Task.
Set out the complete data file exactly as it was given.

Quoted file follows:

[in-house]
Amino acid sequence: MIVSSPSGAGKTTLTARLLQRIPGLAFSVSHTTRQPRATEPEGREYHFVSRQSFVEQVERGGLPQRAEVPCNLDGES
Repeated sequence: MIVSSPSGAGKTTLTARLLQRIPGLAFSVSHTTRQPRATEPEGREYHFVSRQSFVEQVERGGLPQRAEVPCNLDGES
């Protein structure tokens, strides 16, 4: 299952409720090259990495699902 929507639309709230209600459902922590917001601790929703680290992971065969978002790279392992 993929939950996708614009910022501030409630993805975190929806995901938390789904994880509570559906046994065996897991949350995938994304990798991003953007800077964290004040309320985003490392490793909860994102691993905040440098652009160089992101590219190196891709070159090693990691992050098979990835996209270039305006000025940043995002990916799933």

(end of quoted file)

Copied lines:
[in-house]
Amino acid sequence: MIVSSPSGAGKTTLTARLLQRIPGLAFSVSHTTRQPRATEPEGREYHFVSRQSFVEQVERGGLPQRAEVPCNLDGES
Repeated sequence: MIVSSPSGAGKTTLTARLLQRIPGLAFSVSHTTRQPRATEPEGREYHFVSRQSFVEQVERGGLPQRAEVPCNLDGES
């Protein structure tokens, strides 16, 4: 299952409720090259990495699902 929507639309709230209600459902922590917001601790929703680290992971065969978002790279392992 993929939950996708614009910022501030409630993805975190929806995901938390789904994880509570559906046994065996897991949350995938994304990798991003953007800077964290004040309320985003490392490793909860994102691993905040440098652009160089992101590219190196891709070159090693990691992050098979990835996209270039305006000025940043995002990916799933």